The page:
Acknowledging feelings of grief is the first step toward healing

Acknowledging feelings of grief is the first step toward healing

I will be attending two celebrations of life this month.

The first is for my friend Margaret.

I wrote about her in one of my recent columns, about her surprise 90th birthday party with 50 of her friends and neighbors. Margaret died in December, a week before she was scheduled to go on a trip to Africa.

I am comforted by the thought that people got to celebrate her 90th birthday with her.

The other is for a 50-year-old work colleague who was killed by a stray bullet. He leaves behind a wife and children. His death is senseless, tragic, and shocking.

I add to this something which I have been unable to write about thus far, because it’s been too painful;

Forced retirement may be a waste

Forced retirement may be a waste

How old is too old for working at a job? Last week a news story hit my inbox and it really got me to thinking about age and retirement.

The article noted that Target Corp. abandoned its mandatory retirement age of 65 for its CEO, Brian Cornell. Cornell is 63.

There were two things that interested me about this story.

The first is, I know Brain. I worked with him when he was at Tropicana and I was with Dole Packaged Foods. Tropicana had bought the licensing and distribution rights to Dole refrigerated juices, and I was part of the transition team working with Brian.

Since 2014, when Cornell took the Target CEO job, sales at the national retailer have

What are the signs you’re ready to retire?

What are the signs you’re ready to retire?

I’ve been thinking a lot about retirement lately.

One of our amazing staff members, who has been with Senior Concerns for the last 13 years, retired last month. It just doesn’t seem real.

I always thought of Dana as young. Certainly not the person to retire before me.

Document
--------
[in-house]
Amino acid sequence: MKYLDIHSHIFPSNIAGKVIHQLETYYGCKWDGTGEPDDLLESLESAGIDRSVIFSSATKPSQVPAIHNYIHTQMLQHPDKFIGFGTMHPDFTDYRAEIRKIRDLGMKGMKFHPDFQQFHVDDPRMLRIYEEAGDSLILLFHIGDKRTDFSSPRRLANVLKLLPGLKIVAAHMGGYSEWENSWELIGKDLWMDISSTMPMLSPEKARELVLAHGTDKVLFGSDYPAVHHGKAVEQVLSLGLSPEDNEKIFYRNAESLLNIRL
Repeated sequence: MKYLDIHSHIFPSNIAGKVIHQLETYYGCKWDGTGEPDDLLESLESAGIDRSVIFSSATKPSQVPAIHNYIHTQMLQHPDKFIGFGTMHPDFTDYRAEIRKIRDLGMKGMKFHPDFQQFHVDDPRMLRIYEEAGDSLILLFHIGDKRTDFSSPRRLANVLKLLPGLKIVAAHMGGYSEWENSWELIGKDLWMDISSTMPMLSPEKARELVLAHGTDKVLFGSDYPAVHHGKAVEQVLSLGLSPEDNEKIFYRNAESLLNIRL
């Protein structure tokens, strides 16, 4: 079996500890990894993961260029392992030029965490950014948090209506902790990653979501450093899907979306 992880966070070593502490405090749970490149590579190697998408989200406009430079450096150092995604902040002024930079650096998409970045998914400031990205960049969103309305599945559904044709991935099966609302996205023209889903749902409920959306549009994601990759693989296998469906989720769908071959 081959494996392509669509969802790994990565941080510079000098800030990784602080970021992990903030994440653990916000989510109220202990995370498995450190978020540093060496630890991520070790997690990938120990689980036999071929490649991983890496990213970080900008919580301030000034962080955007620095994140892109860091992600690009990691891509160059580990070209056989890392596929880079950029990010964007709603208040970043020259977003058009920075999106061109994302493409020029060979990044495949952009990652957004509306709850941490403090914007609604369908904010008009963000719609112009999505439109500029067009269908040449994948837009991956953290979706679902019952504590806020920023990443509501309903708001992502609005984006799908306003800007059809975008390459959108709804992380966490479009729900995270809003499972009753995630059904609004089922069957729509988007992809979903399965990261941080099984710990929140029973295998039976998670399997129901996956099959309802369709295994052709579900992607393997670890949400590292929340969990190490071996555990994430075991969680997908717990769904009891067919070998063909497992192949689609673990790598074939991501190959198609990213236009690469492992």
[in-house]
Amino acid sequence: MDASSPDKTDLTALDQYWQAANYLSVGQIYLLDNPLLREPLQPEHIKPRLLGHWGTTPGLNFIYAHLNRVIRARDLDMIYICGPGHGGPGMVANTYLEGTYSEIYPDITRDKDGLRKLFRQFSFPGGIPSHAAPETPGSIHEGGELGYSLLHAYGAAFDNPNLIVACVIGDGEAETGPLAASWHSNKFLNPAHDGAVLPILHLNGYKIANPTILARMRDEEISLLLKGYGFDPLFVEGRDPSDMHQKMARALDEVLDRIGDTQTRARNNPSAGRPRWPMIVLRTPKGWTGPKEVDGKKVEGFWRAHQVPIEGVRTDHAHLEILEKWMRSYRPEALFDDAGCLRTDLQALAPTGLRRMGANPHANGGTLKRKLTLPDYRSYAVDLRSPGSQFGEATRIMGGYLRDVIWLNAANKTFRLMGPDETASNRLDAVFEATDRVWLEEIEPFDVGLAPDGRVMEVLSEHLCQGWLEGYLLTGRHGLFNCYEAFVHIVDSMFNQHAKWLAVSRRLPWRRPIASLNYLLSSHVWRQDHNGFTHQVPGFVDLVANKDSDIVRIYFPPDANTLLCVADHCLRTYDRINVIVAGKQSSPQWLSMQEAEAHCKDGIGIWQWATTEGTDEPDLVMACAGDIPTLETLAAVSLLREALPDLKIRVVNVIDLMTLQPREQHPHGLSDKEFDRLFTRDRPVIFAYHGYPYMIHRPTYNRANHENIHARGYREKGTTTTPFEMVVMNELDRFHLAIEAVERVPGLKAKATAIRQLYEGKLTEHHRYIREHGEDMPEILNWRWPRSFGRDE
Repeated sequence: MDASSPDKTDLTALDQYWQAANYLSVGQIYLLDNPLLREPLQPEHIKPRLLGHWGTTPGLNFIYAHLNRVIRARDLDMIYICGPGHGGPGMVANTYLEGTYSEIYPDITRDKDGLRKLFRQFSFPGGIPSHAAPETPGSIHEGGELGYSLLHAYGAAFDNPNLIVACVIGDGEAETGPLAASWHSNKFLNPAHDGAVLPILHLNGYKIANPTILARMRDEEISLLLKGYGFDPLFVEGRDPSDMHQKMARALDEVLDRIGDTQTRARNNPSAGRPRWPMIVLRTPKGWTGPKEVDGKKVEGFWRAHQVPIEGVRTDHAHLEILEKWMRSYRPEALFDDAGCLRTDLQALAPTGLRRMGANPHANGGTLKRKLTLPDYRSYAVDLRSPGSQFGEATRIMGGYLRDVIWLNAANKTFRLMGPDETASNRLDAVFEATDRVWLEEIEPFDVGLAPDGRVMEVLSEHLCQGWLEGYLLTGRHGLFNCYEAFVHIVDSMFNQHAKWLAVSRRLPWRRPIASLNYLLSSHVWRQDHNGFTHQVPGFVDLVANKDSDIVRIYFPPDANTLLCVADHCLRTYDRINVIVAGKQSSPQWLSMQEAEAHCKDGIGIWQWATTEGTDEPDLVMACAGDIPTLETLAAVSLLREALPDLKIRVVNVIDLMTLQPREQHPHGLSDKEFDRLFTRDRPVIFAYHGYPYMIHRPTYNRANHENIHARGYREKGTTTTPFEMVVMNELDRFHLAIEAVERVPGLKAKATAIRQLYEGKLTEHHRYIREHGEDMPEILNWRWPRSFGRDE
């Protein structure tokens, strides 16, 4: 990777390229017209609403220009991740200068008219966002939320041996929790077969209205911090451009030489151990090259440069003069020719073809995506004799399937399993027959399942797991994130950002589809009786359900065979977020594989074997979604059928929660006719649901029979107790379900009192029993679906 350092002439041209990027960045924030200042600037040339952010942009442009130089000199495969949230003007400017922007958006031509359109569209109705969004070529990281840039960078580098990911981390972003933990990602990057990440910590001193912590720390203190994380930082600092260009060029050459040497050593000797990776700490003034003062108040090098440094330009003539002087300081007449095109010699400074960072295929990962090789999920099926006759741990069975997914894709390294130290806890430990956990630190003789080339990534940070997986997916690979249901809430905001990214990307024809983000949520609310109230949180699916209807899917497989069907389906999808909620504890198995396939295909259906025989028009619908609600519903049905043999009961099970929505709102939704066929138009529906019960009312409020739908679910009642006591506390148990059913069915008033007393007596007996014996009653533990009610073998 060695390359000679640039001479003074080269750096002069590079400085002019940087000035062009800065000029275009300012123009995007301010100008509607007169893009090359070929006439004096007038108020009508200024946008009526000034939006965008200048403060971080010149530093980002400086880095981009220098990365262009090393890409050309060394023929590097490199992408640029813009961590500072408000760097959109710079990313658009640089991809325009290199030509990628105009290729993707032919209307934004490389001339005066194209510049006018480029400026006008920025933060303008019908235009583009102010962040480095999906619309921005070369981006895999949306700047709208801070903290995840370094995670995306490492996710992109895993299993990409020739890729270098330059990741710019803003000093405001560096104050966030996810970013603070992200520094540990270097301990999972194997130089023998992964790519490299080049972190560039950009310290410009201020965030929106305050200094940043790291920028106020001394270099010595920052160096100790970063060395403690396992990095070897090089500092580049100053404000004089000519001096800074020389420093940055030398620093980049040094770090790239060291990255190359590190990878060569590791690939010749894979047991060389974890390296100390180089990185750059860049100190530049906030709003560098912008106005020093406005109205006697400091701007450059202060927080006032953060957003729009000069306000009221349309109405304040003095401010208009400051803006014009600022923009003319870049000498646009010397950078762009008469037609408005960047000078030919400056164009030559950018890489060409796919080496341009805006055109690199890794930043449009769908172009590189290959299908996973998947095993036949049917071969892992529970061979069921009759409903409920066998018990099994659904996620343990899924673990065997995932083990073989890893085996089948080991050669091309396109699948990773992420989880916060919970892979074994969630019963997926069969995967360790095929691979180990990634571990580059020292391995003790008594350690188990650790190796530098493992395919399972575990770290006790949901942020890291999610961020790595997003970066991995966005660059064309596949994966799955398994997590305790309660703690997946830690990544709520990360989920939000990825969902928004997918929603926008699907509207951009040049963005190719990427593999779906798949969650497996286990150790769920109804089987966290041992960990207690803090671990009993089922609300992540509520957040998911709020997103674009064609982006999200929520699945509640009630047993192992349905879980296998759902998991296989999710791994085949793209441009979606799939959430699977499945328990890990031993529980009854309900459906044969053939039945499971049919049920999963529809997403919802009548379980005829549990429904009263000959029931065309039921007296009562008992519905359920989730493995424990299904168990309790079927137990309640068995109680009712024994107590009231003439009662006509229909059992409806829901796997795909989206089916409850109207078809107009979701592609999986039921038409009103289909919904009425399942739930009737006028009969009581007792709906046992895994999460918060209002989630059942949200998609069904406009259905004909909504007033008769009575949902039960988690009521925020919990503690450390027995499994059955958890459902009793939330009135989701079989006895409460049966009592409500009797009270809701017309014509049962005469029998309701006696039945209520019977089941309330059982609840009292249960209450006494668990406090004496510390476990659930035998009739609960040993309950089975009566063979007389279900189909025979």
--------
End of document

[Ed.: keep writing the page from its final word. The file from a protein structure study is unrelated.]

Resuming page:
Dana has wonderful reasons for retiring. A year ago her husband retired from a more than 20-year career in public service. She has her son’s wedding to help with and some long-awaited travels plans that were postponed because of COVID.

She and her husband also have plans to build their dream home.

Dana’s retirement hit me like a knock on the side of the head.

What happened to Silent Generation values?

What happened to Silent Generation values?

Recently I sent a survey to several Silent Generation seniors who are between the ages of 76 and 93. A great deal has been written about their beginnings as a cohort, but my goal was to understand their thoughts and feelings as they pertain to some of the more recent cultural changes in our society.

The Silent Generation is the demographic group after the Greatest Generation (1901 to 1927) and before the baby boomers (1946 to 1964). They were raised during a period of war and economic depression.

Many lost fathers or older siblings who were killed in World War II. Many of the men of the Silent Generation served in the Korean War.

While it’s impossible to say all individuals of a certain generation possess the same qualities,

Thieves targeting older women

Thieves targeting older women

Recently I noticed the ATM in my grocery store had been removed. I was a bit baffled by the decision, and a bit annoyed.

The location was convenient. I could combine my shopping trip with banking. One stop, two chores accomplished.

What I did not think about at the time is the safety and security that an in-store ATM offered me. The next closest ATM is in a bank branch, a newer building in the far corner of a shopping center.

A few Sundays ago, around 6 p.m., I parked my car and entered the vestibule of the bank to use one of the two ATMs there. I looked around at my surroundings and realized there wasn’t a soul in sight, no foot traffic or even cars driving by.

Complicating COVID stress: Technology gaps for seniors

Complicating COVID stress: Technology gaps for seniors